Lack of Business Support Unfairly Hindering Scottish Hospitality

In a letter to the Scottish Government’s Finance and Public Administration Committee, UKHospitality Scotland highlighted the urgent need for short-term business rates relief, in order to diminish the jeopardy many businesses face.

Scottish businesses have not benefitted from any business rates relief since June last year. In comparison, English businesses have been supported by relief since the pandemic and will continue to be supported by up to 75% relief on business rates in the coming financial year. This support in England resulted in Barnett consequentials of £1.5 billion, yet none of that money has been allocated to support hospitality.

In addition, the UK Government’s announcement to significantly reduce the energy support available to businesses from 1 April will deliver a major financial blow to Scottish hospitality. On top of rateable values increasing for many and a lack of relief, hospitality venues are finding themselves with hard financial decisions to make.

UKHospitality Scotland Executive Director Leon Thompson said: “The decisions facing Scottish hospitality businesses early this year are stark, and will prove fatal for many. Cost increases are seemingly endless for venues, whether that’s losing current levels of energy support in April, business rates continuing to increase, or food and drink supplies costing record amounts.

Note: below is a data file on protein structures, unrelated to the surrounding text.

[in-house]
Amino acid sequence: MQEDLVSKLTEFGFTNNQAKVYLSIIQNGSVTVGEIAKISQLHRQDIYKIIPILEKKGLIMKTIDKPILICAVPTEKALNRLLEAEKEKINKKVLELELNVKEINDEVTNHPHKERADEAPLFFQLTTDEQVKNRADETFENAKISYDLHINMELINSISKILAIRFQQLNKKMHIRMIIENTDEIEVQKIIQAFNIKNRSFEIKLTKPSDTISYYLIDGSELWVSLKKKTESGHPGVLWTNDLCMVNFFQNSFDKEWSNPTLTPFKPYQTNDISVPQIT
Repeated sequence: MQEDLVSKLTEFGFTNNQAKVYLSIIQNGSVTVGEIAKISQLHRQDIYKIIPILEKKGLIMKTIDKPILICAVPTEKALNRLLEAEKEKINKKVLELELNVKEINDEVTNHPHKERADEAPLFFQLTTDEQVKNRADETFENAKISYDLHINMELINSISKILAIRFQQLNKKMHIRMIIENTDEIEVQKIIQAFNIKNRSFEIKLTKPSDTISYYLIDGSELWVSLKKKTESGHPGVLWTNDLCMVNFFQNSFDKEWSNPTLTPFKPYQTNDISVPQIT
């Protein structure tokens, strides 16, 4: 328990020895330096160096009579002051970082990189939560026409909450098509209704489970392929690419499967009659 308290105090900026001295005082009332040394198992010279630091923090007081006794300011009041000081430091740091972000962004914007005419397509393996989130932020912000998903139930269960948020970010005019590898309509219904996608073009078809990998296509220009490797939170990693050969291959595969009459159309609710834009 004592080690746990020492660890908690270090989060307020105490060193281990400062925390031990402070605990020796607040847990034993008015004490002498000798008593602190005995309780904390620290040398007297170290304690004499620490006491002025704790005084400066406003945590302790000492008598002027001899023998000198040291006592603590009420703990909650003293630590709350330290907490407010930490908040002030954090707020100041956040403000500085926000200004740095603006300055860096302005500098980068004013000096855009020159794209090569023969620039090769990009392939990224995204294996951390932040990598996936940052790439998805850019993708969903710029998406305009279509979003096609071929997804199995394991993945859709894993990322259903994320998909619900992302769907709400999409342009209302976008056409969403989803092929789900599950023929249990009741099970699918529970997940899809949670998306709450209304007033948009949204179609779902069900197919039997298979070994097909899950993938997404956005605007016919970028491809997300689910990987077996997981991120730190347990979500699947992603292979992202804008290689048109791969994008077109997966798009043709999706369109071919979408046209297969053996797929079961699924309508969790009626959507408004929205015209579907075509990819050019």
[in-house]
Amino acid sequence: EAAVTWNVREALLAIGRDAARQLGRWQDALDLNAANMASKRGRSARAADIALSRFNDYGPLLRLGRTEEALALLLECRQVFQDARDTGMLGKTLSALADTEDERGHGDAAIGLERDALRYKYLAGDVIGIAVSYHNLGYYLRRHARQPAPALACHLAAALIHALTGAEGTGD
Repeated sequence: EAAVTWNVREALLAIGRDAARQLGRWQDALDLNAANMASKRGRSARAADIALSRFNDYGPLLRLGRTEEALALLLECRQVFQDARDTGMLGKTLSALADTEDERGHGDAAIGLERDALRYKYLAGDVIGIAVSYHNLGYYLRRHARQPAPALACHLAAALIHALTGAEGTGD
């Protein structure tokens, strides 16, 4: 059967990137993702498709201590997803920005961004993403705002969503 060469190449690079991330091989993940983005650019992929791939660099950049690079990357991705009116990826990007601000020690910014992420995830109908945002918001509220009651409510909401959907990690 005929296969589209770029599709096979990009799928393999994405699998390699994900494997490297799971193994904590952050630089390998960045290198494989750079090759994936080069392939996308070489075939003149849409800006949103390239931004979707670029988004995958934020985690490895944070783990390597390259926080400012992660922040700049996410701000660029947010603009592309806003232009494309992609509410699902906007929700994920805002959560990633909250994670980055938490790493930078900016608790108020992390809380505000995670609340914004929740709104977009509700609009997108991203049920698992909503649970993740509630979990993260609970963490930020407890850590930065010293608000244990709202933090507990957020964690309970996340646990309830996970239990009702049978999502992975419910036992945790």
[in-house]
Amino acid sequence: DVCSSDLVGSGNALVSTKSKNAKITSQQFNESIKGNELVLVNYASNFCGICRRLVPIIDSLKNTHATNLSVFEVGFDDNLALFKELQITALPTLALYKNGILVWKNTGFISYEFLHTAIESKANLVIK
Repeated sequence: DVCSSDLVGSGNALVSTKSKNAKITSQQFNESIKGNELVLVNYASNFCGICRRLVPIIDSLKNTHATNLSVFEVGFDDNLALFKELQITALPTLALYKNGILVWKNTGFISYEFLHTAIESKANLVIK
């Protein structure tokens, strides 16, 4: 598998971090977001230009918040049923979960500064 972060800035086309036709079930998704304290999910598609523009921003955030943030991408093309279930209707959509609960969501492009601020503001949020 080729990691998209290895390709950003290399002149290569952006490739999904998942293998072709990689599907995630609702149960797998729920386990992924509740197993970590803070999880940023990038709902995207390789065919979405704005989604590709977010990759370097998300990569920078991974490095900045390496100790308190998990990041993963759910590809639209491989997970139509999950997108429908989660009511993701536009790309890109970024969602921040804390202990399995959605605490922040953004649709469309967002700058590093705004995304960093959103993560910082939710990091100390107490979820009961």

“While no business in the UK is free from the effects in inflation, it’s becoming clear that the inaction and lack of business rates relief from the Scottish Government means we are falling quite sharply behind England and Wales.

“For example, rateable values in Scotland appear to have risen almost across the board in Scotland, while the opposite seems to be true in England. We’ve heard from members that many are set to pay tens of thousands more in business rates here, compared to similar businesses in England.

“This is not sustainable and will have long-term ramifications for Scottish hospitality. If running a business in Scotland permanently becomes more expensive, with no relief for businesses, we could see investment suddenly diverted away from the sector and a loss of skilled workers in Scottish hospitality.

“This has to be avoided at all costs. We urgently need to see the Scottish government introduce business rates relief at or near the levels in England and Wales, otherwise businesses will fail. In the long-term, the lack of parity we see in the business rates system between nations underlines its ineffectiveness and the need for complete root and branch reform.”